For many secondary schools, a student is granted direct school admission (DSA) based on a school's sporting or artistic needs.
Thus, if a school wants to excel in a sport, it may look for applicants who are talented in that sport and directly admit them before they have taken their Primary School Leaving Examination (PSLE).
There is nothing wrong with that.
However, every secondary school student is assessed at the same time during the O levels, irrespective of how that student gained admission into the secondary school.
For DSA students, in order to excel in their ability that initially allowed them to be directly admitted, they have to train several hours a day, just to ensure they can live up to the standards expected of them and justify their DSA.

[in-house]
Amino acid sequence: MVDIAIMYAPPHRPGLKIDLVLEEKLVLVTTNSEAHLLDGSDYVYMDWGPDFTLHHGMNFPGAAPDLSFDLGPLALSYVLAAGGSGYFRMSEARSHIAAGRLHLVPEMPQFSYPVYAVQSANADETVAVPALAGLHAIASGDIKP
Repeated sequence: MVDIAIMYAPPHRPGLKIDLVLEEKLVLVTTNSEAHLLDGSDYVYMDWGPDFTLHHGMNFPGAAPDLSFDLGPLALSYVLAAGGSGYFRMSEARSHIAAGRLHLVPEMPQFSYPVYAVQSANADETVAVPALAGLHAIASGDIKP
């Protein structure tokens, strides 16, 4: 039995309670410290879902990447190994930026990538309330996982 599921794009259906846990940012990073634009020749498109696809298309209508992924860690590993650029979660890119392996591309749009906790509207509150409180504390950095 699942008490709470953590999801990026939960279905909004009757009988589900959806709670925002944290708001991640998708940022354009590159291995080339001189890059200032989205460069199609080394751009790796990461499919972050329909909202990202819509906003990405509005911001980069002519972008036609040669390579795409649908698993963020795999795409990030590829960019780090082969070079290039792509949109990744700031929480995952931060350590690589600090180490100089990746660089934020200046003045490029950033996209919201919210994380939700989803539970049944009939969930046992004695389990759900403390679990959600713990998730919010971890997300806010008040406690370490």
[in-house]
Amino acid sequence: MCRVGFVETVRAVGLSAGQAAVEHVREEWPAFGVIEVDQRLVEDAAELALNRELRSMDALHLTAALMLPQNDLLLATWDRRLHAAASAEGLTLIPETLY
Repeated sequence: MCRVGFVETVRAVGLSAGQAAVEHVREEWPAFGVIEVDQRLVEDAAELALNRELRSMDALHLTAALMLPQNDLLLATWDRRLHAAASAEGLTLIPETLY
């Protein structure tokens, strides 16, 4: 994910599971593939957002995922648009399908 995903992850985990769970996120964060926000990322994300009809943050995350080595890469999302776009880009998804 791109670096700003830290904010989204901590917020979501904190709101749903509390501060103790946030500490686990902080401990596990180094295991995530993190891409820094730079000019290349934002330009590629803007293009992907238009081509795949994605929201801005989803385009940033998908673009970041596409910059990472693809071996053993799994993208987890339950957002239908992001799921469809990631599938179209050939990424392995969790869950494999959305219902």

This acts as a natural handicap when pitted against their more academically inclined classmates during exams.
However, admission to higher education is based on academic scores and is blind to whether a student is an athlete or a bookworm.
Isn't there something intrinsically wrong with this?
Surely, it must be recognised that for DSA students, in order to develop what the school initially recognised as the student's range of strengths, abilities and achievements, the same student needs more time to do all that, as well as study?
Wouldn't it make more sense for a student who applies and is admitted to the DSA scheme to complete his O levels only after six years rather than four, with the subjects spread out over that period?
Wouldn't that give the student time to develop his talent as well as lessen his academic burden, allowing him a more holistic education?
Also, wouldn't that filter out any non-genuine applicants who intend to apply for the DSA simply to avoid the PSLE but who have no intention of committing to the DSA programme?
Boon Chin Aun